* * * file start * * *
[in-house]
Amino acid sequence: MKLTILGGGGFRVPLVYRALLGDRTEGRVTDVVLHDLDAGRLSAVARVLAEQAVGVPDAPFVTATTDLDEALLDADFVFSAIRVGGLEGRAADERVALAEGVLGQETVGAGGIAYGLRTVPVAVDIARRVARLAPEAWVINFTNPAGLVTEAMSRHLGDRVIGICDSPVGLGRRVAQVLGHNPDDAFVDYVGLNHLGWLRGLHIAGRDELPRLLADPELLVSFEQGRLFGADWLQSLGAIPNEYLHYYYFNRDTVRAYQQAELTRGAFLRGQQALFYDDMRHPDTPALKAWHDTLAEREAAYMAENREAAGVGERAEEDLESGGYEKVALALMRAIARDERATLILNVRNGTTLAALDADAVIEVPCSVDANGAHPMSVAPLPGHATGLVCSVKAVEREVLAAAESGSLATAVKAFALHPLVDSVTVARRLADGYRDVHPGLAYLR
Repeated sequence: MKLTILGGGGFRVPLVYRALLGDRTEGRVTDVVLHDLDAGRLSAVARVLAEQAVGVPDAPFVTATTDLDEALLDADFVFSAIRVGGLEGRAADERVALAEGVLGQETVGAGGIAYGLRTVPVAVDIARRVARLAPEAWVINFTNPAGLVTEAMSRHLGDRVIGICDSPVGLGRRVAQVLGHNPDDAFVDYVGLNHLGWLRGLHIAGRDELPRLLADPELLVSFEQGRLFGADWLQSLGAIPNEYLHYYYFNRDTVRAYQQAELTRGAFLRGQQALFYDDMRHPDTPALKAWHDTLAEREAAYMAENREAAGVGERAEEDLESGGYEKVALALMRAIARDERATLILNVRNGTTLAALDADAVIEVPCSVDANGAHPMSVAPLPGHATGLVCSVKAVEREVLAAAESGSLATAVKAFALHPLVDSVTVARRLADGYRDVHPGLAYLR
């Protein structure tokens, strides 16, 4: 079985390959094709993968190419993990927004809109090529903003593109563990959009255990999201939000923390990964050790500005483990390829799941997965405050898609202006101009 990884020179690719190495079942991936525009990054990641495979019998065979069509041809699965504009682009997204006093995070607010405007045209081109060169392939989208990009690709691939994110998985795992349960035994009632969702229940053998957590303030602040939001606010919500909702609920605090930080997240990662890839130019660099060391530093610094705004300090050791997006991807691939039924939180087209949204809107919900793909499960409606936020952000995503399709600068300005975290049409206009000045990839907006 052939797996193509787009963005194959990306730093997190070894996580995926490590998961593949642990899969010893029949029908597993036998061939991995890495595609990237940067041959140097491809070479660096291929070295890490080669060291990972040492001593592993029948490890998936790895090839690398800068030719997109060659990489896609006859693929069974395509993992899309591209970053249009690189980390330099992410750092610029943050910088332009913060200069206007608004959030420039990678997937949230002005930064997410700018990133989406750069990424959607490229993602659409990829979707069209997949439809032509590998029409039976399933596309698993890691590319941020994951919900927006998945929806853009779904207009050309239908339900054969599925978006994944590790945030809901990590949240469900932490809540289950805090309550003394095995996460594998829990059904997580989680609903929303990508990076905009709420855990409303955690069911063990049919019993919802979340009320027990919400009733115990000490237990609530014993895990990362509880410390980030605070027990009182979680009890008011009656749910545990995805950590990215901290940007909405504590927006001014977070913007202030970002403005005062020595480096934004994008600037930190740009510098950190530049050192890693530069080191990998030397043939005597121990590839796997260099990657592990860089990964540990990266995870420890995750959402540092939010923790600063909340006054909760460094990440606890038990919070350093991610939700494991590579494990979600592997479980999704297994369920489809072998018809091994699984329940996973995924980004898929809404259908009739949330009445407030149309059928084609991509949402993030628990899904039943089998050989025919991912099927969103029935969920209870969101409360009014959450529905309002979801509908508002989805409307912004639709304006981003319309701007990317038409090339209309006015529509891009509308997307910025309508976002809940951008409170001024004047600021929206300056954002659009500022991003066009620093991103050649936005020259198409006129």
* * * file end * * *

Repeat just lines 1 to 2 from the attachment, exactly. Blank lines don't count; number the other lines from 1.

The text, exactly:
[in-house]
Amino acid sequence: MKLTILGGGGFRVPLVYRALLGDRTEGRVTDVVLHDLDAGRLSAVARVLAEQAVGVPDAPFVTATTDLDEALLDADFVFSAIRVGGLEGRAADERVALAEGVLGQETVGAGGIAYGLRTVPVAVDIARRVARLAPEAWVINFTNPAGLVTEAMSRHLGDRVIGICDSPVGLGRRVAQVLGHNPDDAFVDYVGLNHLGWLRGLHIAGRDELPRLLADPELLVSFEQGRLFGADWLQSLGAIPNEYLHYYYFNRDTVRAYQQAELTRGAFLRGQQALFYDDMRHPDTPALKAWHDTLAEREAAYMAENREAAGVGERAEEDLESGGYEKVALALMRAIARDERATLILNVRNGTTLAALDADAVIEVPCSVDANGAHPMSVAPLPGHATGLVCSVKAVEREVLAAAESGSLATAVKAFALHPLVDSVTVARRLADGYRDVHPGLAYLR